Titanium trike draws on automotive world to give British Paralympian a boost

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Nissan says the new trike is 18 percent lighter than Stone's old one

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The Rio Olympic Games might be finished up, but the Paralympics are in full swing. For this year's games, Nissan has teamed up with the English Institute of Sport to help three-time gold medallist David Stone get more from his trike. With a light, aerodynamic titanium frame, the new trike could give one of Britain's best medal hopes an edge over the competition.

Stone's previous trike was a decidedly low-tech affair. It was made from a standard bike frame, which was then bonded to a heavy tricycle conversion kit made of steel. The team at Nissan decided stability and aerodynamics could both be significantly improved with a lower riding position, and the carbon/steel hybrid frame was simply too heavy to carry over.

Instead of running with carbon and steel, the new trike makes use of Titanium Grade 9, the same material used for the GT-R Nismo's exhaust system. The switch makes for an 18 percent weight saving, and the increased stiffness it brings will help Stone put his power to the road. According to Nissan, the improvements in weight and stiffness will help the rider accelerate faster off the line and out of slow corners.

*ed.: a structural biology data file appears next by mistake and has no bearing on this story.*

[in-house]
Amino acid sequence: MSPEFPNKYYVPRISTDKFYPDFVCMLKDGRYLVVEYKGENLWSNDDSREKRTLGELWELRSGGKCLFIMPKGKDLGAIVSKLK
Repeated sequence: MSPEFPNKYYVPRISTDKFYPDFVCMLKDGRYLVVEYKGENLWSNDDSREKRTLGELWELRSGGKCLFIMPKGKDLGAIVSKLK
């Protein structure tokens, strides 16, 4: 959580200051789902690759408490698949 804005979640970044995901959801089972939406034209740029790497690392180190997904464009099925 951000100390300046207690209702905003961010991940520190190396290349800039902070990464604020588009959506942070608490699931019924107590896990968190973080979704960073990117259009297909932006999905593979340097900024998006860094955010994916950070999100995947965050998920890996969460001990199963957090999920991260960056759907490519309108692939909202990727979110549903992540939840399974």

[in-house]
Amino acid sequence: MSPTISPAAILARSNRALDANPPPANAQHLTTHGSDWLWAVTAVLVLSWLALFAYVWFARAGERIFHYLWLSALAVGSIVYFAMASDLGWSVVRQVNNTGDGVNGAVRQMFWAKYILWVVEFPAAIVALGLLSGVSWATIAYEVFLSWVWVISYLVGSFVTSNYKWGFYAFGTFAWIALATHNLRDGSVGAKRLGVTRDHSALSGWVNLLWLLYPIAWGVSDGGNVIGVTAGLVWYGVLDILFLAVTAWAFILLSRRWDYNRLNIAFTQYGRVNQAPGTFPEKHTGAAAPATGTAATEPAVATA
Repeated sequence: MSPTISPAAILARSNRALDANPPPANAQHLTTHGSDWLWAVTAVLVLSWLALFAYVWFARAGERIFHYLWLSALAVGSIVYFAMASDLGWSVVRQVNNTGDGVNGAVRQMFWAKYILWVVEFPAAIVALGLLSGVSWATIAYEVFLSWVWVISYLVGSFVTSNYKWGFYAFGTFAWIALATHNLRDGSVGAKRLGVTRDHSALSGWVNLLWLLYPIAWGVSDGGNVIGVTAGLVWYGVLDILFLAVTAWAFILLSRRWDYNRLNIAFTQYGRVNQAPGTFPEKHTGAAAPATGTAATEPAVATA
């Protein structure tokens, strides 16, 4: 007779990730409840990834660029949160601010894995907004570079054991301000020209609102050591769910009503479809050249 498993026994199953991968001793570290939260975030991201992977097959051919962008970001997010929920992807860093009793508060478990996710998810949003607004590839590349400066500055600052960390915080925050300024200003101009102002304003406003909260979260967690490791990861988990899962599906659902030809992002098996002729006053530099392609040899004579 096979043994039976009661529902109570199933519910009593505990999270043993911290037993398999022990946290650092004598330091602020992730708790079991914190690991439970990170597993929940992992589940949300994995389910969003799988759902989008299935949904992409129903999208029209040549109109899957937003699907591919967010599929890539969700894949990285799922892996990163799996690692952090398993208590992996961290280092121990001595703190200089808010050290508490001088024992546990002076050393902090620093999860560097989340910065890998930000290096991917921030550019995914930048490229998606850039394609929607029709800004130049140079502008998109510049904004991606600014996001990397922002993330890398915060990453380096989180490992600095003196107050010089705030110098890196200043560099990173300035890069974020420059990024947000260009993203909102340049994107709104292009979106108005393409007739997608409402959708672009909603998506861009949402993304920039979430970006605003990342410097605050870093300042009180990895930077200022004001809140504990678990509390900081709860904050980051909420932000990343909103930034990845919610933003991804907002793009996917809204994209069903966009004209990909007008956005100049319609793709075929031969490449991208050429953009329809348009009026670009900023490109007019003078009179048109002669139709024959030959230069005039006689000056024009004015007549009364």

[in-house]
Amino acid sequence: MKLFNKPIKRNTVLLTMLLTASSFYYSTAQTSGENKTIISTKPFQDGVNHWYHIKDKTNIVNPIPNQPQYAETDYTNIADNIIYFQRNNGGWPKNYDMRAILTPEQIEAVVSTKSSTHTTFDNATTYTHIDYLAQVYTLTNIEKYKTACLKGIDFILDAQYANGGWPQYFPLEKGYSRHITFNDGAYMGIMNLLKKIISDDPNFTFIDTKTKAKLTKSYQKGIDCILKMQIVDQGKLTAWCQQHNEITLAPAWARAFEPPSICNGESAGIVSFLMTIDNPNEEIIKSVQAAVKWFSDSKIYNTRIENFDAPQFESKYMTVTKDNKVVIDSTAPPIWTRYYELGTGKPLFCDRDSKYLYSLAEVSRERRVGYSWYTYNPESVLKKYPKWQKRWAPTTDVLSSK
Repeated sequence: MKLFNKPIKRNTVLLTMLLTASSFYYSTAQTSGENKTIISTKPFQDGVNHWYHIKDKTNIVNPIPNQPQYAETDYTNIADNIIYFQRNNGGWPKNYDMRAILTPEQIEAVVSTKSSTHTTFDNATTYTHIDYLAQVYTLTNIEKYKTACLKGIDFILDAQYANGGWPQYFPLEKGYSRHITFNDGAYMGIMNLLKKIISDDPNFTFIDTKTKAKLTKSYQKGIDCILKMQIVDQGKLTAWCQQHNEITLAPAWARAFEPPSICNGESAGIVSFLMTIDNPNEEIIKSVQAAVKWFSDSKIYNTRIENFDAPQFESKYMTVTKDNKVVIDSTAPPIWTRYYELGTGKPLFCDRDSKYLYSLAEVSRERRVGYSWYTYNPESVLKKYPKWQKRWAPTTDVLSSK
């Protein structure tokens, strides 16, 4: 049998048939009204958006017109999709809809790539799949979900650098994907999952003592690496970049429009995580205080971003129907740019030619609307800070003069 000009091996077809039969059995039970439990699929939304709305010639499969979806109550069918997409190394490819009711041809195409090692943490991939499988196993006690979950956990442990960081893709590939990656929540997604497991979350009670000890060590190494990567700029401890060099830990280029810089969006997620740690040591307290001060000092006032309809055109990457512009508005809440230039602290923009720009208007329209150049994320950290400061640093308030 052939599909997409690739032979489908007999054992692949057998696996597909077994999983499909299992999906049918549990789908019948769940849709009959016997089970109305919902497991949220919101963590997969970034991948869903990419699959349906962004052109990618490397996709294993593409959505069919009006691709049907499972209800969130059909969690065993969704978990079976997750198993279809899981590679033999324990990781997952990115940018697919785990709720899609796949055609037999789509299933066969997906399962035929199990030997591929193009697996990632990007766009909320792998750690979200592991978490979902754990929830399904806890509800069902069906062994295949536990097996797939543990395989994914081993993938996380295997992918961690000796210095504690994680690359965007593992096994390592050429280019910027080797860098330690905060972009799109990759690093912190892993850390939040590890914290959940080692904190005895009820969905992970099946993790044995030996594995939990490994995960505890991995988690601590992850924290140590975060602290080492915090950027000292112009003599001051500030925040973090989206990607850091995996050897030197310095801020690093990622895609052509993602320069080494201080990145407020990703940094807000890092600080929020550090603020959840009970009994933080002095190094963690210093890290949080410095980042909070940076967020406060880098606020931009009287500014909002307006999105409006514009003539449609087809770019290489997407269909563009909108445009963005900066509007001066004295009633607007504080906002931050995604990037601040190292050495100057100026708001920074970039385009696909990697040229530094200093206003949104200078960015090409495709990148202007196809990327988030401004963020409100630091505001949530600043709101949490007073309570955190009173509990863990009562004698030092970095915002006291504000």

The new trike is also blessed with a new dual-wheel drive system, which powers both wheels but also allows them to independently freewheel, working like the differential in a car.

"I never imagined that I would have access to a team of engineering experts who would be able to create something so bespoke for me," says Stone, who will compete in the Road Race and Time Trial at the Rio Paralympic Games.

Source: Nissan UK

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